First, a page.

"It's not inclusion, but it will be instruction and access," she said. "The pandemic and resulting move to distance-only learning has had a profound impact on students with disabilities and their families. This is a good start for kids that simply cannot be supported by a box on a screen, and who are actually regressing at home."
Within a cohort, physical distancing between children "should be balanced with developmental and socio‐emotional needs of the age group," the guidance reads, while adults must socially distance "to the greatest extent possible," the guidance states. Both adults and students must wear face coverings.
If staff from different cohorts need to meet, they should do so remotely, outdoors or in large spaces such as gymnasiums or multipurpose rooms, with the windows open and staying at least 6 feet away from one another.
Local school officials, in collaboration with local health departments and school staff, should determine how many cohorts a campus can safely accommodate to avoid interactions between groups but in general, the number of students on a given school site should not exceed 25% of the school's enrollment size or available capacity, the FAQ states.
The new guidance is meant to supplement, not supersede existing public health directives for schools, child care, day camps, youth sports and higher education institutions.
It also applies to elementary schools that haven't received a waiver from their local public health department to reopen. In Santa Clara County, only one school district — Moreland School District in San Jose — has received the green light to offer in-person instruction to elementary school students with disabilities and distance-learning support services to elementary school students, according to an online list of waiver approvals. San Mateo County has not yet issued any reopening waivers,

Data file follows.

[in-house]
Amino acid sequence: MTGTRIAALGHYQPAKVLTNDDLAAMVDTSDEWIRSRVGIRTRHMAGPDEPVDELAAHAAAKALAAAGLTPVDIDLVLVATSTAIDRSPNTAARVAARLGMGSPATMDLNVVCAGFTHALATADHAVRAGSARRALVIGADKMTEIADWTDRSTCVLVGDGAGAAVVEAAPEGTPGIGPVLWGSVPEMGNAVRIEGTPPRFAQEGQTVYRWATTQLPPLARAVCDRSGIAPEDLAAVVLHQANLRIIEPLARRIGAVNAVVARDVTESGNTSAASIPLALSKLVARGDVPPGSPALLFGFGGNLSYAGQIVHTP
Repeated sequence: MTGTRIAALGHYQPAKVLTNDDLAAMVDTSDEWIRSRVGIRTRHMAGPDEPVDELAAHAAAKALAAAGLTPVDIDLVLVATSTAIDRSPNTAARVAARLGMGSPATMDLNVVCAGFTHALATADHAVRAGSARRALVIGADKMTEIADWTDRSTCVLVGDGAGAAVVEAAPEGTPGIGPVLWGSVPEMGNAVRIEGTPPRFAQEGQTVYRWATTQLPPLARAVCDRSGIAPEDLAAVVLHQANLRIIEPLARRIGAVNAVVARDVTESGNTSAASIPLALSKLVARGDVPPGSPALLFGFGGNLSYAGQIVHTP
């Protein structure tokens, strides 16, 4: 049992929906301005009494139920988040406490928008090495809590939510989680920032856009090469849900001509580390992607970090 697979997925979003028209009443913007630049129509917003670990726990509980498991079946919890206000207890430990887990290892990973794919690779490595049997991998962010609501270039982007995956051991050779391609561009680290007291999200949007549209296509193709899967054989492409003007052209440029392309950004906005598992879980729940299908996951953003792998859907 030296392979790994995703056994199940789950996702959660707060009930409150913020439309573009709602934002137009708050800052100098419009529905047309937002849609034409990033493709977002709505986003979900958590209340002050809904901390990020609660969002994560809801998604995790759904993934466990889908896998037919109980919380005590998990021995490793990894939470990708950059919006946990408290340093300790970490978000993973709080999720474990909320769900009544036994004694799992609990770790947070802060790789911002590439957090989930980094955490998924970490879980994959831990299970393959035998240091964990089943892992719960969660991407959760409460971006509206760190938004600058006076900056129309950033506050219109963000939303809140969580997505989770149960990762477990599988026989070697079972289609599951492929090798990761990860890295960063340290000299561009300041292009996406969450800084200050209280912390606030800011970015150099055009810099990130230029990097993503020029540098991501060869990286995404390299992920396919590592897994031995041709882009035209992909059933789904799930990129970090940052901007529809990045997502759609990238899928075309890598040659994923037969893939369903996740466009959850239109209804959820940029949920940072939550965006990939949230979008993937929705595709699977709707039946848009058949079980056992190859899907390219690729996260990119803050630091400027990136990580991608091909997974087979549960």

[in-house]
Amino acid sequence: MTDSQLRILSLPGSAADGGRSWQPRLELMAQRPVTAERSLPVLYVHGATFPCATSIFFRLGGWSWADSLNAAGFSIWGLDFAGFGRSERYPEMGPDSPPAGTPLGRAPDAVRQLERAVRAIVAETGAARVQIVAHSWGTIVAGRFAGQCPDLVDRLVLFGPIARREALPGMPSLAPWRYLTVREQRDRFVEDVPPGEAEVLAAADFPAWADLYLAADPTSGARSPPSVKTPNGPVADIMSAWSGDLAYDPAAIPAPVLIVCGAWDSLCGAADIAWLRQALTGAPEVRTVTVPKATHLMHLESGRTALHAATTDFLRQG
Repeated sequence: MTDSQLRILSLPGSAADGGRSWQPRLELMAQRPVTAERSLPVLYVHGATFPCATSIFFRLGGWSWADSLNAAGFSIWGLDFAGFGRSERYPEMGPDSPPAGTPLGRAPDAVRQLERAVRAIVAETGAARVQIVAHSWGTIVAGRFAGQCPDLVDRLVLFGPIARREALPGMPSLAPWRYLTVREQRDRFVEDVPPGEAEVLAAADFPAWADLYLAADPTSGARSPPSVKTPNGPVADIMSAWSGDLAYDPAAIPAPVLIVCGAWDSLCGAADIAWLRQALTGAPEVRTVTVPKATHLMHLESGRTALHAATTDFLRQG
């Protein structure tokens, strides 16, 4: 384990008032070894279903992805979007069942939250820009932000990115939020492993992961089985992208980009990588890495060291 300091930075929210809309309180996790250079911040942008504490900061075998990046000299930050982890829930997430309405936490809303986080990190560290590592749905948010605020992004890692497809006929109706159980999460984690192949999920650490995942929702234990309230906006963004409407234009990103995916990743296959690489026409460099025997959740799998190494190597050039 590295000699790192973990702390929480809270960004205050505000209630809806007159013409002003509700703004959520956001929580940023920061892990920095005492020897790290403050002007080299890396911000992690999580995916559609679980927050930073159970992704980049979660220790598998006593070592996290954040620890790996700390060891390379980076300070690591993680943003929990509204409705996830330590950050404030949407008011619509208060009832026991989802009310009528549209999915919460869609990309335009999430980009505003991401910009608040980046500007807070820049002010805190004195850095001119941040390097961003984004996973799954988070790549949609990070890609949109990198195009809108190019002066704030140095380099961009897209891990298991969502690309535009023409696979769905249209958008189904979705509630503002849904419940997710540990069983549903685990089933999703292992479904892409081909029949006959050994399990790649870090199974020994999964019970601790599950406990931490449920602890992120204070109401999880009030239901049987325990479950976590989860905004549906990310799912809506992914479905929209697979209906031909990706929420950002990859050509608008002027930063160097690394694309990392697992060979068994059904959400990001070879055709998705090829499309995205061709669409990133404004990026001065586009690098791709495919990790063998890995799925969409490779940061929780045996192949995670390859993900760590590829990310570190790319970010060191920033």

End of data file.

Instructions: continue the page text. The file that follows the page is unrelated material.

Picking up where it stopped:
according to Patricia Love, administrator of strategy and communications for the San Mateo County Office of Education.
Statewide, as of Aug. 25, the California Department of Public Health had approved more than 100 elementary school reopening waivers.
In Palo Alto Unified, the district has still been unable to reach agreement with the teachers union on how and when to reopen schools for certain groups of students, including special education students. The teachers union has proposed students with disabilities and at-risk students come back to school in a hybrid/modified model when Santa Clara County is off the state's watchlist for 14 days, and that elementary school students would return at the same time as middle and high schoolers. The district, meanwhile, is lobbying for a staggered reopening approach that brings students with higher needs back sooner than others.
On Tuesday night, the school board approved new agreements on working conditions with the union, committing to further negotiations on these and other issues. The agreements don't prevent the district from offering the newly permissible small-group instruction in person, Austin said.
"We'll make sure that the people that are charged with serving, especially especial education, have everything they need to feel comfortable and safe and that we can provide a good learning environment for our students," he told the Weekly.
Austin said he'll provide an update on the district's next steps on the new guidance in a weekly message sent out to families every Friday.
Find comprehensive coverage on the Midpeninsula's response to the new coronavirus by Palo Alto Online, the Mountain View Voice and the Almanac here.